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MICRO/NANOSCALE HEAT TRANSFER—PART II

Effect of CuO Nanoparticle Concentration on R134a/Lubricant Pool-Boiling Heat Transfer

[+] Author and Article Information
M. A. Kedzierski

 National Institute of Standards and Technology, Building 226, Room B114, Gaithersburg, MD 20899

Certain commercial equipment, instruments, or materials are identified in this paper in order to specify the experimental procedure adequately. Such identification is not intended to imply recommendation or endorsement by the National Institute of Standards and Technology, nor is it intended ti imply that the materials or equipment identified are necessarily the best available for the purpose.

The equivalent mixture is RL68H/CuO (97.1/2.9) in terms of mass.

The error in the volume fraction in Ref. 5 has been corrected in this manuscript.

At 313.15 K, the measured kinematic viscosities of RL68H1Cu and RL68H2Cu were 71.8μm2/s±0.2μm2/s and 68.1μm2/s±0.1μm2/s, respectively.

J. Heat Transfer 131(4), 043205 (Feb 13, 2009) (7 pages) doi:10.1115/1.3072926 History: Received April 16, 2008; Revised August 08, 2008; Published February 13, 2009

This paper quantifies the influence of copper (II) oxide (CuO) nanoparticle concentration on the boiling performance of R134a/polyolester mixtures on a roughened horizontal flat surface. Nanofluids are liquids that contain dispersed nanosize particles. Two lubricant-based nanofluids (nanolubricants) were made with a synthetic polyolester and 30 nm diameter CuO particles to 1% and 0.5% volume fractions, respectively. As reported in a previous study for the 1% volume fraction nanolubricant, a 0.5% nanolubricant mass fraction with R134a resulted in a heat transfer enhancement relative to the heat transfer of pure R134a/polyolester (99.5/0.5) between 50% and 275%. The same study had shown that increasing the mass fraction of the 1% volume fraction nanolubricant resulted in smaller, but significant, boiling heat transfer enhancements. The present study shows that the use of a nanolubricant with half the concentration of CuO nanoparticles (0.5% by volume) resulted in either no improvement or boiling heat transfer degradations with respect to the R134a/polyolester mixtures without nanoparticles. Consequently, significant refrigerant/lubricant boiling heat transfer enhancements are possible with nanoparticles; however, the nanoparticle concentration is an important determining factor. Further research with nanolubricants and refrigerants is required to establish a fundamental understanding of the mechanisms that control nanofluid heat transfer.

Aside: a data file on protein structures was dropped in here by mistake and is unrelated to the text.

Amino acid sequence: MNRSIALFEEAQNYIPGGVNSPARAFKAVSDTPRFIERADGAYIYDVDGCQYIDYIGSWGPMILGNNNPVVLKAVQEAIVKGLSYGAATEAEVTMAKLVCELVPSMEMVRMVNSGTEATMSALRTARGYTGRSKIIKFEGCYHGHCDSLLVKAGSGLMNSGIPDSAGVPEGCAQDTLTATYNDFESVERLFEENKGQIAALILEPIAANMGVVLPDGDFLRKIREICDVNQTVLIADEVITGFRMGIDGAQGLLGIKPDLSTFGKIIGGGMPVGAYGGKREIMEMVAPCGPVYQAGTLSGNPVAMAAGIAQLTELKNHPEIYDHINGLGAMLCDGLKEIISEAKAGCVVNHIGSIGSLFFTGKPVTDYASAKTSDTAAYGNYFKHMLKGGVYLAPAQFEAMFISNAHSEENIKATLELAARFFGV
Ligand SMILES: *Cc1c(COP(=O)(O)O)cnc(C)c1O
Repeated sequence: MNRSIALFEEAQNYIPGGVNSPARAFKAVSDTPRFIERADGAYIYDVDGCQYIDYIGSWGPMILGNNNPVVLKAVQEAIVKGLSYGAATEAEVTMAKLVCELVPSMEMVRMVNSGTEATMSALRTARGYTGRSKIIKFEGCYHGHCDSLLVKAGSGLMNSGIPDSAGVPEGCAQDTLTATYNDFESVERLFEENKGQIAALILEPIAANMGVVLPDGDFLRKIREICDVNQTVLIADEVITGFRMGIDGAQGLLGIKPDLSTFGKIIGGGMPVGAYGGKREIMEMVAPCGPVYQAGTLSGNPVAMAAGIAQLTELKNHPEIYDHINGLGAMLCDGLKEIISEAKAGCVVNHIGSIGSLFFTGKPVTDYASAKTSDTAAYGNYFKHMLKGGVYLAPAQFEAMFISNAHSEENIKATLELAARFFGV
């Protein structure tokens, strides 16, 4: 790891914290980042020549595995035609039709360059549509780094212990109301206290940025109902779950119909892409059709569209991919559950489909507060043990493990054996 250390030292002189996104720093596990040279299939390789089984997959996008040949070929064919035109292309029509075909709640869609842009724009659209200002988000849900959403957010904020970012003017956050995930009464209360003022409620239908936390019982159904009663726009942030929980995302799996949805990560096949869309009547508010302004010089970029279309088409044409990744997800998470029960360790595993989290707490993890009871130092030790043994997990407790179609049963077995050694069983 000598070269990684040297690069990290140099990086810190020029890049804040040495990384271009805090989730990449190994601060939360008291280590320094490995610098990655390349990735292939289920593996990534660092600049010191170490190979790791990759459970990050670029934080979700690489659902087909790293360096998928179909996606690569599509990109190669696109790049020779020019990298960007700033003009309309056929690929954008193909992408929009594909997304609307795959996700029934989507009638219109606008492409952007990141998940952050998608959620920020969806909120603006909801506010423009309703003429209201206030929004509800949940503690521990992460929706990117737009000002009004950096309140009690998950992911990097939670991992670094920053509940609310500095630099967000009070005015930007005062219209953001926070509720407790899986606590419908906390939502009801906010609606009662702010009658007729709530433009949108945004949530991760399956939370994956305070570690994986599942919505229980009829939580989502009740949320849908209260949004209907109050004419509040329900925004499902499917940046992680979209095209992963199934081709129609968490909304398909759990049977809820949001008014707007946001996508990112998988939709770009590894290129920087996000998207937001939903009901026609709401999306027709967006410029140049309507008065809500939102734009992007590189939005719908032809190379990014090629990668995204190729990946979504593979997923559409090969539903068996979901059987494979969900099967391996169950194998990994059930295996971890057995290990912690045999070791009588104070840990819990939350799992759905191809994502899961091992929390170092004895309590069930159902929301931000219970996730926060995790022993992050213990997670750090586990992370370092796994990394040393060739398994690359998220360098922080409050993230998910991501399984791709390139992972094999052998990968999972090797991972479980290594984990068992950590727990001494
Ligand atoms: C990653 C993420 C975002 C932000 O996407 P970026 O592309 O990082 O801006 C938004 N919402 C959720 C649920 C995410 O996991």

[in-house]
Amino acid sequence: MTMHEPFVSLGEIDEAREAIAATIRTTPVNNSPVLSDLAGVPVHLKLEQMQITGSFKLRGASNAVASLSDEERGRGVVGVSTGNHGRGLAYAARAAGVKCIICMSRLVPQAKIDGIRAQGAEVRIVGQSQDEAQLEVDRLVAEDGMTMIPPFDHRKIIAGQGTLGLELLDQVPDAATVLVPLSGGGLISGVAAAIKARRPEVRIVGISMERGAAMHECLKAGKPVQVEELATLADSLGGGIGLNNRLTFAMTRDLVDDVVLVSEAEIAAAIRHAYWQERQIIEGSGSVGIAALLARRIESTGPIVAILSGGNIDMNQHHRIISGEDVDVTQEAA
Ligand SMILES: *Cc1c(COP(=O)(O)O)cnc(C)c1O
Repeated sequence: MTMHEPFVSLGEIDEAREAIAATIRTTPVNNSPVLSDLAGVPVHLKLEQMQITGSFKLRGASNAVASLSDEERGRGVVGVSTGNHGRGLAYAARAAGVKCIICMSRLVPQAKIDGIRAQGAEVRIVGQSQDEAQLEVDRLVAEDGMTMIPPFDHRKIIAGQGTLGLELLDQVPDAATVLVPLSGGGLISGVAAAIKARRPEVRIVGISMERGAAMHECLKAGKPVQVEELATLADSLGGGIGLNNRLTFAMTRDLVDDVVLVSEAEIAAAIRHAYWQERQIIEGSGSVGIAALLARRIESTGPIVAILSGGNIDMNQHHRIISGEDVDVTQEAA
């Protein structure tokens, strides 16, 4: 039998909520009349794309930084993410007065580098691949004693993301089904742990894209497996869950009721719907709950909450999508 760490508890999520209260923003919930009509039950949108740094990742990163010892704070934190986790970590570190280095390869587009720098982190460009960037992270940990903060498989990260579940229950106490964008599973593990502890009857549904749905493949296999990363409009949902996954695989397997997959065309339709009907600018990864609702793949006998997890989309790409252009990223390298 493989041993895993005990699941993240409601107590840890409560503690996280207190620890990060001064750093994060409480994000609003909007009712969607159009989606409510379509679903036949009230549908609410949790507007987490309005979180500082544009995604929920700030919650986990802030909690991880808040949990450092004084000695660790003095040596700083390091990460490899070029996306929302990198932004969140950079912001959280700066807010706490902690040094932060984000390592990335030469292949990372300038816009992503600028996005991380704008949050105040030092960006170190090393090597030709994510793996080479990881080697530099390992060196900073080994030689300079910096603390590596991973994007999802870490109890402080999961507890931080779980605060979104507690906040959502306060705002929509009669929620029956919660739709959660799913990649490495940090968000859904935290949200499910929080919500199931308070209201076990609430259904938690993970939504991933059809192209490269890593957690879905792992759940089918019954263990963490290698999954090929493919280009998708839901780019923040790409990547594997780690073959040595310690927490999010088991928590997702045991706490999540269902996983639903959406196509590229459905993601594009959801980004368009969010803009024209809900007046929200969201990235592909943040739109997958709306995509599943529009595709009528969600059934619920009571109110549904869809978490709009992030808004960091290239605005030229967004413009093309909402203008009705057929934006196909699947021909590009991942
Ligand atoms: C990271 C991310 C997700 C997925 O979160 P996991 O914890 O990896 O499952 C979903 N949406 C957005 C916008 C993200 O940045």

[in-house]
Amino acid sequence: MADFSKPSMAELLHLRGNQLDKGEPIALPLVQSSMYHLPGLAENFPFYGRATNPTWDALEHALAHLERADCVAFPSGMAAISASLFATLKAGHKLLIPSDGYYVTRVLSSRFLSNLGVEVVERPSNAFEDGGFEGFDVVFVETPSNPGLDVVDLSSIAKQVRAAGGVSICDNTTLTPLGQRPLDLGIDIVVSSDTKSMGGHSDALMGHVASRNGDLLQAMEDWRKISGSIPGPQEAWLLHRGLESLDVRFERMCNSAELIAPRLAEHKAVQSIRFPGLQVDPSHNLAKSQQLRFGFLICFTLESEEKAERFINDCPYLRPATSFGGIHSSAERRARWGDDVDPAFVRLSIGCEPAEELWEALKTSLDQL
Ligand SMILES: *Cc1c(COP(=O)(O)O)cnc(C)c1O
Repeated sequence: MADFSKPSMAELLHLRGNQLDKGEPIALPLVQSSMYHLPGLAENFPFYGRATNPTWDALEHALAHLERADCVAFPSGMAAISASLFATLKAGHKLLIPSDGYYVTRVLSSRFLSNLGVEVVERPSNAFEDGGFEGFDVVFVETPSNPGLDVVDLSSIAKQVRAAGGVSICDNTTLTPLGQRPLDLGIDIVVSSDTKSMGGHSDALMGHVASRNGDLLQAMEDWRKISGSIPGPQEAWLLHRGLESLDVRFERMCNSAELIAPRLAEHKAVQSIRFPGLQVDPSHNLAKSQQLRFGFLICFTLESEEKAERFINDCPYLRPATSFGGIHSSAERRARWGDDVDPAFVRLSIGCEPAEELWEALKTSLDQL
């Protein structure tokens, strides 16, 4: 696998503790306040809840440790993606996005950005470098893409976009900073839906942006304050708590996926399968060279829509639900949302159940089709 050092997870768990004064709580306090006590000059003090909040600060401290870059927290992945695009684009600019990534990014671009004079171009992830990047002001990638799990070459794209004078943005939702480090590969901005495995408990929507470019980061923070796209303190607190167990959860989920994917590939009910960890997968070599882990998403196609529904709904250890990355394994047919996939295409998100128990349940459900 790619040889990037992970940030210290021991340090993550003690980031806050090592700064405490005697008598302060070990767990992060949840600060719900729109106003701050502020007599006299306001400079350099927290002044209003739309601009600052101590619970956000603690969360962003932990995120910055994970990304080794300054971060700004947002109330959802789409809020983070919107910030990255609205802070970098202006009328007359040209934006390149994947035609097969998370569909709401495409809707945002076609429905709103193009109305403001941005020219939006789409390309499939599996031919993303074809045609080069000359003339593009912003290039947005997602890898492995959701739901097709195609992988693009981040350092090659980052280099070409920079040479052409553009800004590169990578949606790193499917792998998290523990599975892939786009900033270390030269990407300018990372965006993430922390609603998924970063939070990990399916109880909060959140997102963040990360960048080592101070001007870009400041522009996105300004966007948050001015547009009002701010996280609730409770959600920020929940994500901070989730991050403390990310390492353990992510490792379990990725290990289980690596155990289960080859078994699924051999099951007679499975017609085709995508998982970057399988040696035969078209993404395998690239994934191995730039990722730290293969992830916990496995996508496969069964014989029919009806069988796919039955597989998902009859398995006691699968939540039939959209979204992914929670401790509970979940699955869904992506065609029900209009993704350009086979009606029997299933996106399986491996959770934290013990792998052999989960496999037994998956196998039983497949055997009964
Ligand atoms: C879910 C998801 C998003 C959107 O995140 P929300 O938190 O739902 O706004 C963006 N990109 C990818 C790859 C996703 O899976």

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Copyright © 2009 by American Society of Mechanical Engineers
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Figures

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Figure 1

Schematic of test apparatus

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Figure 2

OFHC copper flat test plate with crosshatched surface and thermocouple coordinate system

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Figure 3

R134a/RL68H with 0.5% volume CuO nanoparticle mixtures boiling curves for plain surface

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Figure 4

R134a/RL68H with 1% volume CuO nanoparticle mixtures boiling curves for plain surface (5)

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Figure 5

R134a/RL68H mixtures boiling curves for plain surface (5)

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Figure 6

Heat flux of R134a/RL68H mixtures with CuO nanoparticles relative to that of R134a/RL68H mixtures without CuO nanoparticles for the 99.5/0.5 composition

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Figure 7

Heat flux of R134a/RL68H mixtures with CuO nanoparticles relative to that of R134a/RL68H mixtures without CuO nanoparticles for the 99/1 composition

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Figure 8

Heat flux of R134a/RL68H mixtures with CuO nanoparticles relative to that of R134a/RL68H mixtures without CuO nanoparticles for the 98/2 composition

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